The Lions came back to manufacture a 78-yard drive that covered 78 yards. Zack Zwinak capped the march with a 3-yard TD run. Sam Ficken’s PAT tied the score at 7-all with 8:17 left in the period.

The Badgers came right back to take the lead for the second time as they again only needed four plays to get the job done, Montee Ball ripping off the right side of his offensive line for 17 yards and the score.

However, after the offensive explosion to begin the game, the two teams settled in to play some old-fashioned, smash-mouth football for the rest of the half and the Badgers took their 14-7 lead to the locker room at the break.

After being held off the board for nearly 25 minutes, the Lions crept closer to the Badgers when Sam Ficken answered with a pair of field goals to cut the Wisconsin lead to a single point at 14-13.

Following the pair of touchdowns by the Badgers, the Lion defense stepped up and controlled the game as the next eight Wisconsin possessions ended with a punt before the ninth stoppage was turned in when Williamsport High product Jacob Fagnano, playing in his final game as a Nittany Lion, stepped in front of a Curt Phillips pass for an interception.

“We were creeping on the red zone there inside the 30 and the quarterback was giving us a couple reads that we liked,“ explained Fagnano. “I felt comfortable out there so we decided to check to a defense where we play a little bit of man and basically spy off the quarterback’s eyes and play backyard football. I made the correct read and I broke on the ball. I couldn’t even tell you what happened other than things worked out on that play.”

As a senior walk-on, Fagnano worked his way from the special teams to a starting safety in the Lions’ aresenal.

“I guess in a way this really describes my journey through Penn State, said Fagnano about what the interception and going out a winner meant to him. “I’ve been dreaming of playing here my whole life. It’s been a tough journey. I’ve had bumps and bruises along the way. There were times when things went my way and other times when they didn’t. All the hard work that I put in as well as all the hard work the seniors put in, the interception just tops everything.”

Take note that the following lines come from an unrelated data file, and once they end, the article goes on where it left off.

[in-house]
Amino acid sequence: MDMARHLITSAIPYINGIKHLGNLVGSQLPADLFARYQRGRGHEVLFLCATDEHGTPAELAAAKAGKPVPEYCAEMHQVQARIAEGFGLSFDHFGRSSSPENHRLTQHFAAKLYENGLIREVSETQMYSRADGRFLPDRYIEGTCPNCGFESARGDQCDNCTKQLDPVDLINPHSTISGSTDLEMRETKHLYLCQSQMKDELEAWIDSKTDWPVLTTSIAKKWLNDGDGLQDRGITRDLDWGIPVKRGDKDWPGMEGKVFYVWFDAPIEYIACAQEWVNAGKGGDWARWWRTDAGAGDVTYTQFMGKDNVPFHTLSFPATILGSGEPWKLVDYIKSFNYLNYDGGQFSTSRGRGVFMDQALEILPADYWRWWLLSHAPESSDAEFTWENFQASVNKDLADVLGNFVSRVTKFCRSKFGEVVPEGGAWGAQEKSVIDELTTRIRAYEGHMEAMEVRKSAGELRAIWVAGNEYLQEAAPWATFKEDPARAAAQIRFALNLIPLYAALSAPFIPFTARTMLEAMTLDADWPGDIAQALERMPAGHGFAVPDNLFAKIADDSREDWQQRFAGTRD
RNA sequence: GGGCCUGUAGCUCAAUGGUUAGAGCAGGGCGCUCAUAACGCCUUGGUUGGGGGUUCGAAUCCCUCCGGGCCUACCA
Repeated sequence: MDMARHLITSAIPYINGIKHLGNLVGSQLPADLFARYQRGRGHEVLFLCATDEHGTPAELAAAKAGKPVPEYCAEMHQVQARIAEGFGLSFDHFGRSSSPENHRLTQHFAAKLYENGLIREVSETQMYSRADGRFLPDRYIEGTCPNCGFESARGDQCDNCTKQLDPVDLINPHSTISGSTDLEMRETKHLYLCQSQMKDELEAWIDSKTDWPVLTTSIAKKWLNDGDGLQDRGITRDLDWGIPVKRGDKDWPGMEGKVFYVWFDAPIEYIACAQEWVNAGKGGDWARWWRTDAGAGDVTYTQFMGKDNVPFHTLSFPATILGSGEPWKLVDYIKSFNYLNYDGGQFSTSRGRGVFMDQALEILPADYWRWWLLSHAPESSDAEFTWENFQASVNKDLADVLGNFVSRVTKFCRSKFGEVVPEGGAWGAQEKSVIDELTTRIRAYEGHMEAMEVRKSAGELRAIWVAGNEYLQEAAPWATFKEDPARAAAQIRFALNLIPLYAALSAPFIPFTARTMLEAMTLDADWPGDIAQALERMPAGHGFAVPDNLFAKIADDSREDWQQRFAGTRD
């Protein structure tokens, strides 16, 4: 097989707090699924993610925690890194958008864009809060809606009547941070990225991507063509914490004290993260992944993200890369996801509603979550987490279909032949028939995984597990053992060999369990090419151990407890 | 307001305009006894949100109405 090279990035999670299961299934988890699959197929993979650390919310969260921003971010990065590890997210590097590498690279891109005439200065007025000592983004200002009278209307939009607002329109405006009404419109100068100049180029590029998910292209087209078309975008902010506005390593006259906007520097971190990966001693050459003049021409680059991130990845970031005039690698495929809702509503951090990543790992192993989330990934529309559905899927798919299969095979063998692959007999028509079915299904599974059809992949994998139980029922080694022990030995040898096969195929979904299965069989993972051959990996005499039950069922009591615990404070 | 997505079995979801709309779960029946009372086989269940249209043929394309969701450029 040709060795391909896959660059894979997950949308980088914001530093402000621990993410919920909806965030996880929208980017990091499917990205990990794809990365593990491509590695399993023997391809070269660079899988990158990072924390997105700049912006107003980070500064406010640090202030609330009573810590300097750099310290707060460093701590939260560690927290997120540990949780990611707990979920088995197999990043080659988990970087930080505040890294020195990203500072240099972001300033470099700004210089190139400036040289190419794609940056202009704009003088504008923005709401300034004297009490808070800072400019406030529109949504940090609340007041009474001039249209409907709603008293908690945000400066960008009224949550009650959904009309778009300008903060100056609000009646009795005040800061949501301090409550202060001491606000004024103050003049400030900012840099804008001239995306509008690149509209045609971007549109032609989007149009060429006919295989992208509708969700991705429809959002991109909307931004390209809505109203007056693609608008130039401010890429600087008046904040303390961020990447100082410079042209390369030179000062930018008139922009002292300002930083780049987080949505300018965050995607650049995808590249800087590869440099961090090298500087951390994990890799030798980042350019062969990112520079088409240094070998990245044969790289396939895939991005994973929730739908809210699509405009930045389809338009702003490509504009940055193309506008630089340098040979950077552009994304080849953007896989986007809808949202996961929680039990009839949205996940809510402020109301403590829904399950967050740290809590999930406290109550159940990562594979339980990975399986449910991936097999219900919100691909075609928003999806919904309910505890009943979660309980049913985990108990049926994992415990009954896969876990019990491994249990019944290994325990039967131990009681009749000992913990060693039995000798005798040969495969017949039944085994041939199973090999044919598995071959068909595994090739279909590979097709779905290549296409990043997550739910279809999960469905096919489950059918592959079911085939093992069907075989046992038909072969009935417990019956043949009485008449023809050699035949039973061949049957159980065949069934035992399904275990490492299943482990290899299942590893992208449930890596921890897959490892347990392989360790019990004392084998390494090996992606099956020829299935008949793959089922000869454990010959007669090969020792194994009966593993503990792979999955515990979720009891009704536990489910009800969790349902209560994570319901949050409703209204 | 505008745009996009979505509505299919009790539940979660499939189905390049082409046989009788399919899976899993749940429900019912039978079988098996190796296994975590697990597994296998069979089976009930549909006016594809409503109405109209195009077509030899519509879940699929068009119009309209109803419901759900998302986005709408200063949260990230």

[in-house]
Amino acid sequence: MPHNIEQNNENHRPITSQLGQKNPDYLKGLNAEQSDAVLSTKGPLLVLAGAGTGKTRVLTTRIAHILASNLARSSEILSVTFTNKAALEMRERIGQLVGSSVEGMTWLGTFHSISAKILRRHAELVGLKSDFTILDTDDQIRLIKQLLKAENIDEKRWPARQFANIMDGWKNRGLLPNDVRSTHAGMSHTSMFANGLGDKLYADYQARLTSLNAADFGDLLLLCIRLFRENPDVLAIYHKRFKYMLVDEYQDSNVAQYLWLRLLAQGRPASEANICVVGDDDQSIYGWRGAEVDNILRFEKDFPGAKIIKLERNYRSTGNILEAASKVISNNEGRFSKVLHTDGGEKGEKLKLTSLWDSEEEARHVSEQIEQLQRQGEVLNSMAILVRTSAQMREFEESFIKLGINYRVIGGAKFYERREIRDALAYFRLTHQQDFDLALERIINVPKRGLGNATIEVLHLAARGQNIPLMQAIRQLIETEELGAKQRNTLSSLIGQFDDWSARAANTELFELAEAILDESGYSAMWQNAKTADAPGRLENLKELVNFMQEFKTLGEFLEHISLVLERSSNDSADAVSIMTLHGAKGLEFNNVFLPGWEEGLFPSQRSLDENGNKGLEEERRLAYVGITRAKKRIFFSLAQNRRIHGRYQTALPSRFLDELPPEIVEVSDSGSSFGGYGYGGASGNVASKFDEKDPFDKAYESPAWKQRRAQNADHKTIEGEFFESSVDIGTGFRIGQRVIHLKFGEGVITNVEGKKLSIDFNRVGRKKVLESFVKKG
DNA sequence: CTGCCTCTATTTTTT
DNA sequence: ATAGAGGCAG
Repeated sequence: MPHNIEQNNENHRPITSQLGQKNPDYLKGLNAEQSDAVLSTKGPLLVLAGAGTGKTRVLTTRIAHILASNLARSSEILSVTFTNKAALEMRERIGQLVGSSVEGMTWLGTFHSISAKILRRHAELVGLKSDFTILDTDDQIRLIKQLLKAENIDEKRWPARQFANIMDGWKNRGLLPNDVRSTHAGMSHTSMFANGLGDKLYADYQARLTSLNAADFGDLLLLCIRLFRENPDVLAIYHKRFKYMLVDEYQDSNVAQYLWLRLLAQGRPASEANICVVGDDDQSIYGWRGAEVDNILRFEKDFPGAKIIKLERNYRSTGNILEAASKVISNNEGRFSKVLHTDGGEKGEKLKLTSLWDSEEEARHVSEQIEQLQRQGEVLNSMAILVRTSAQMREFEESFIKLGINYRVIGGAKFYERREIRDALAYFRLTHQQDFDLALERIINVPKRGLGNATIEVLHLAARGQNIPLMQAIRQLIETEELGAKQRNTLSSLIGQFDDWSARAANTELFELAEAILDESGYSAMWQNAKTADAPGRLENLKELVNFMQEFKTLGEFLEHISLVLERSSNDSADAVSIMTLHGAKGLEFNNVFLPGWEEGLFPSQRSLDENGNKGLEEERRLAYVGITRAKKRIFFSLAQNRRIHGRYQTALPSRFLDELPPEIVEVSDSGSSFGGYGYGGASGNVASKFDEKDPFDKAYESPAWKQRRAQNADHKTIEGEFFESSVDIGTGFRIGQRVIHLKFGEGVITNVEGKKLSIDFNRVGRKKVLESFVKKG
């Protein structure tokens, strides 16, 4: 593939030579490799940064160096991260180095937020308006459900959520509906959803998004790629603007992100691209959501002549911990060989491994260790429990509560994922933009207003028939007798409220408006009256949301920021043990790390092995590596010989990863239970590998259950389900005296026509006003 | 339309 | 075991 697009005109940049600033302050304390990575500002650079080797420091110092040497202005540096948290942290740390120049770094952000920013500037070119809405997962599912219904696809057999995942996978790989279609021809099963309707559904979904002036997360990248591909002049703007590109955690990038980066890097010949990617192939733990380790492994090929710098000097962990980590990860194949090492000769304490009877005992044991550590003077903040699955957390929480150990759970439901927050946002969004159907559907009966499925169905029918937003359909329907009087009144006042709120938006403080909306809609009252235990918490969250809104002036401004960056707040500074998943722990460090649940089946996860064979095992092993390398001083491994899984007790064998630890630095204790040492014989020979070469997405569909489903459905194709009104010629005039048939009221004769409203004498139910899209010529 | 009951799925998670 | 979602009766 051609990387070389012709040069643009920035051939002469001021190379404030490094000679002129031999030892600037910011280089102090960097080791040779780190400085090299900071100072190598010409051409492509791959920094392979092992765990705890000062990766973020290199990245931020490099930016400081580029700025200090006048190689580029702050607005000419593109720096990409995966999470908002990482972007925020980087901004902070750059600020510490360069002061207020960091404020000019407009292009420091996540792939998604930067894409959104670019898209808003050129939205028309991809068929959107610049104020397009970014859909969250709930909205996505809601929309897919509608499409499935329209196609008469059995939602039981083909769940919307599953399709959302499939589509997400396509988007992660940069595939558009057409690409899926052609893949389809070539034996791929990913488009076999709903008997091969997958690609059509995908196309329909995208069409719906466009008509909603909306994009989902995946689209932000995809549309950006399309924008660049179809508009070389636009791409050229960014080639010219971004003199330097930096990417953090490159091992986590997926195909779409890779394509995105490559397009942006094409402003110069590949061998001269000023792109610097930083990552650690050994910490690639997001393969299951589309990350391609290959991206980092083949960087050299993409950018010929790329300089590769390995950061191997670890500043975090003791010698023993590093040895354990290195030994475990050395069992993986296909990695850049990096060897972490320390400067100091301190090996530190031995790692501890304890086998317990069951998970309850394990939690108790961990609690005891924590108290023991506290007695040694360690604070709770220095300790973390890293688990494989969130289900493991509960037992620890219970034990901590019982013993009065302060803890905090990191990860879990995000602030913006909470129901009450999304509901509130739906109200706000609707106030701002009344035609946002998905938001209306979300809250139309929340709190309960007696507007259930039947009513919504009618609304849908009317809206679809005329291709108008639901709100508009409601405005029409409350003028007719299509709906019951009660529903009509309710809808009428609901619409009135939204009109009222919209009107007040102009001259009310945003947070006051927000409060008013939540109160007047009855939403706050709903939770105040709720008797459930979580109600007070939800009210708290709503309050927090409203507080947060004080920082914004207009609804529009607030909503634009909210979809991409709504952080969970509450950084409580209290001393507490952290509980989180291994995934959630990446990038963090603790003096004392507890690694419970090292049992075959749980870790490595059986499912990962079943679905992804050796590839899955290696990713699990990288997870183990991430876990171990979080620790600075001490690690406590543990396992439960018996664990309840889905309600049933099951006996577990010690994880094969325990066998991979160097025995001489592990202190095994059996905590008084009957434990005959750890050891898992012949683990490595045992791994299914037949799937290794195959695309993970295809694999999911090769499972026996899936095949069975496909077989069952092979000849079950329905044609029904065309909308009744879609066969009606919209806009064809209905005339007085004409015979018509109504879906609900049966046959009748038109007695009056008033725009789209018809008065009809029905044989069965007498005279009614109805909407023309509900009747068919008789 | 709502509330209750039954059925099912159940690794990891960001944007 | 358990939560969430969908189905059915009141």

On the sixth play of the drive following Fagnano‘s pick, quarterback Matt McGloin hit Jesse James for a 41-yard pitch-and-catch for the touchdown. After James tip-toed his way down the sideline for the score, Zach Zwinak’s rush for the two points gave the Lions a 21-14 lead on the third play of the fourth quarter.

For the game, Zwinak had a career day as he rushed 36 times for 179 yards and a touchdown. With that total, Zwinak surpassed the 1,000-yard rushing mark for the season.

“Coming into today, about two or three weeks ago, yes it was an idea, but today I needed a lot of yards to get to 1,000,“ said Zwinak. “I’m just happy I got a chance to reach that goal, but again it is all about the seniors today. We just went out and got the win for them.

After holding the Lions to a three-and-out inside the final five minutes of regulation, Wisconsin marched down the field in the final four-plus minutes to score a touchdown and the two teams headed to the decisive first overtime period.